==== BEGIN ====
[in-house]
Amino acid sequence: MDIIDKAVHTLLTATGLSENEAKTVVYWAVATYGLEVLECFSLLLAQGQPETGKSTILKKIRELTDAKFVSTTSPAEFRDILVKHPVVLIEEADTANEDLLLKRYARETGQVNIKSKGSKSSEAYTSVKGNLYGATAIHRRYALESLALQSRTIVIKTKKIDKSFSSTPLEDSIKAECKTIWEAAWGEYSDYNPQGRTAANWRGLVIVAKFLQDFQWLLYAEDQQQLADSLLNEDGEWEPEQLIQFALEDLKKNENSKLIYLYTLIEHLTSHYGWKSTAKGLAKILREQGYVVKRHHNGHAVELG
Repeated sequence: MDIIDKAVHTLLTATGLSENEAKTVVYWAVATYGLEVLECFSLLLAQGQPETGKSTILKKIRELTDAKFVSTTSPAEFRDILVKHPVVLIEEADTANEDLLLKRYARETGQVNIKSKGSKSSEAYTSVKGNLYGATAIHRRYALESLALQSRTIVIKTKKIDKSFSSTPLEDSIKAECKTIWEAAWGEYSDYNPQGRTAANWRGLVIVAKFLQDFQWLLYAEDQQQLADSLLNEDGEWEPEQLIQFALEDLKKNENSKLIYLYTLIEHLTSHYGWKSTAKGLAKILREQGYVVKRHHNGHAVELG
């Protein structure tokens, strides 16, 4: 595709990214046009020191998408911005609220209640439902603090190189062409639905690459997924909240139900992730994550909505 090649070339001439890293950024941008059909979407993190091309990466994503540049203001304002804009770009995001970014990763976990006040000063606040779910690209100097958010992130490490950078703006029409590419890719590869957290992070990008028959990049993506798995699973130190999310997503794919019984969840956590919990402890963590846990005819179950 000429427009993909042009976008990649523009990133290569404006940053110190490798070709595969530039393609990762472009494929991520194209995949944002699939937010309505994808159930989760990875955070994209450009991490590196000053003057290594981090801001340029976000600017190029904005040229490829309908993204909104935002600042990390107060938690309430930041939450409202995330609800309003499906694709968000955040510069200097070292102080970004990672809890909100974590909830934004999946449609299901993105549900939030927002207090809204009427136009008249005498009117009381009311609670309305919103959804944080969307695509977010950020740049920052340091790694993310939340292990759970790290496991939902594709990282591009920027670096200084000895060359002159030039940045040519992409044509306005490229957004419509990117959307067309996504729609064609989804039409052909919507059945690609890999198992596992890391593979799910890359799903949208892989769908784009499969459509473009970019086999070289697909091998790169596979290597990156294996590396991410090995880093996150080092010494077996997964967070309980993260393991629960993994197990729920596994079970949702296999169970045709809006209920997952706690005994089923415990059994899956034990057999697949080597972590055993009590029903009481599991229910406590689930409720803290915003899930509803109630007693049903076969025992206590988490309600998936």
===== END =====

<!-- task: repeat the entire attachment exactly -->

[in-house]
Amino acid sequence: MDIIDKAVHTLLTATGLSENEAKTVVYWAVATYGLEVLECFSLLLAQGQPETGKSTILKKIRELTDAKFVSTTSPAEFRDILVKHPVVLIEEADTANEDLLLKRYARETGQVNIKSKGSKSSEAYTSVKGNLYGATAIHRRYALESLALQSRTIVIKTKKIDKSFSSTPLEDSIKAECKTIWEAAWGEYSDYNPQGRTAANWRGLVIVAKFLQDFQWLLYAEDQQQLADSLLNEDGEWEPEQLIQFALEDLKKNENSKLIYLYTLIEHLTSHYGWKSTAKGLAKILREQGYVVKRHHNGHAVELG
Repeated sequence: MDIIDKAVHTLLTATGLSENEAKTVVYWAVATYGLEVLECFSLLLAQGQPETGKSTILKKIRELTDAKFVSTTSPAEFRDILVKHPVVLIEEADTANEDLLLKRYARETGQVNIKSKGSKSSEAYTSVKGNLYGATAIHRRYALESLALQSRTIVIKTKKIDKSFSSTPLEDSIKAECKTIWEAAWGEYSDYNPQGRTAANWRGLVIVAKFLQDFQWLLYAEDQQQLADSLLNEDGEWEPEQLIQFALEDLKKNENSKLIYLYTLIEHLTSHYGWKSTAKGLAKILREQGYVVKRHHNGHAVELG
């Protein structure tokens, strides 16, 4: 595709990214046009020191998408911005609220209640439902603090190189062409639905690459997924909240139900992730994550909505 090649070339001439890293950024941008059909979407993190091309990466994503540049203001304002804009770009995001970014990763976990006040000063606040779910690209100097958010992130490490950078703006029409590419890719590869957290992070990008028959990049993506798995699973130190999310997503794919019984969840956590919990402890963590846990005819179950 000429427009993909042009976008990649523009990133290569404006940053110190490798070709595969530039393609990762472009494929991520194209995949944002699939937010309505994808159930989760990875955070994209450009991490590196000053003057290594981090801001340029976000600017190029904005040229490829309908993204909104935002600042990390107060938690309430930041939450409202995330609800309003499906694709968000955040510069200097070292102080970004990672809890909100974590909830934004999946449609299901993105549900939030927002207090809204009427136009008249005498009117009381009311609670309305919103959804944080969307695509977010950020740049920052340091790694993310939340292990759970790290496991939902594709990282591009920027670096200084000895060359002159030039940045040519992409044509306005490229957004419509990117959307067309996504729609064609989804039409052909919507059945690609890999198992596992890391593979799910890359799903949208892989769908784009499969459509473009970019086999070289697909091998790169596979290597990156294996590396991410090995880093996150080092010494077996997964967070309980993260393991629960993994197990729920596994079970949702296999169970045709809006209920997952706690005994089923415990059994899956034990057999697949080597972590055993009590029903009481599991229910406590689930409720803290915003899930509803109630007693049903076969025992206590988490309600998936």